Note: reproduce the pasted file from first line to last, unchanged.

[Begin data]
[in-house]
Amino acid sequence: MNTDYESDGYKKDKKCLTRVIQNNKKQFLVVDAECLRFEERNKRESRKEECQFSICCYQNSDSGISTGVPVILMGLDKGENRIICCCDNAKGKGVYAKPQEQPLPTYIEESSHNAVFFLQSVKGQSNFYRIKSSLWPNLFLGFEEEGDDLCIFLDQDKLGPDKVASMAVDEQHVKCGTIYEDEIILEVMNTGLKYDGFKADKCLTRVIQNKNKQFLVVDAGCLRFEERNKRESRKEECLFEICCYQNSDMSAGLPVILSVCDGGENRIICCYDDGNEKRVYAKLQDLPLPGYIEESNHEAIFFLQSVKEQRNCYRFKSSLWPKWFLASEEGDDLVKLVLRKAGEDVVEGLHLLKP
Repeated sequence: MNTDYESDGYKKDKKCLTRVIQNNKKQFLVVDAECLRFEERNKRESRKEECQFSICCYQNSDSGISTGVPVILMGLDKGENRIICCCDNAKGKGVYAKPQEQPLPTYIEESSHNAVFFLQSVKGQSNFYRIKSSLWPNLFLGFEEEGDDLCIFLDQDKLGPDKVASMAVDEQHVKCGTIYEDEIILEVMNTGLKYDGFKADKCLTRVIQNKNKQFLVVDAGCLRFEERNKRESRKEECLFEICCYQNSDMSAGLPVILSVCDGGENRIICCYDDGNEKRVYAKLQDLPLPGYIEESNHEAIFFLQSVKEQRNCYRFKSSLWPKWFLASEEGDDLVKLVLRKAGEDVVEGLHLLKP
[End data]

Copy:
[in-house]
Amino acid sequence: MNTDYESDGYKKDKKCLTRVIQNNKKQFLVVDAECLRFEERNKRESRKEECQFSICCYQNSDSGISTGVPVILMGLDKGENRIICCCDNAKGKGVYAKPQEQPLPTYIEESSHNAVFFLQSVKGQSNFYRIKSSLWPNLFLGFEEEGDDLCIFLDQDKLGPDKVASMAVDEQHVKCGTIYEDEIILEVMNTGLKYDGFKADKCLTRVIQNKNKQFLVVDAGCLRFEERNKRESRKEECLFEICCYQNSDMSAGLPVILSVCDGGENRIICCYDDGNEKRVYAKLQDLPLPGYIEESNHEAIFFLQSVKEQRNCYRFKSSLWPKWFLASEEGDDLVKLVLRKAGEDVVEGLHLLKP
Repeated sequence: MNTDYESDGYKKDKKCLTRVIQNNKKQFLVVDAECLRFEERNKRESRKEECQFSICCYQNSDSGISTGVPVILMGLDKGENRIICCCDNAKGKGVYAKPQEQPLPTYIEESSHNAVFFLQSVKGQSNFYRIKSSLWPNLFLGFEEEGDDLCIFLDQDKLGPDKVASMAVDEQHVKCGTIYEDEIILEVMNTGLKYDGFKADKCLTRVIQNKNKQFLVVDAGCLRFEERNKRESRKEECLFEICCYQNSDMSAGLPVILSVCDGGENRIICCYDDGNEKRVYAKLQDLPLPGYIEESNHEAIFFLQSVKEQRNCYRFKSSLWPKWFLASEEGDDLVKLVLRKAGEDVVEGLHLLKP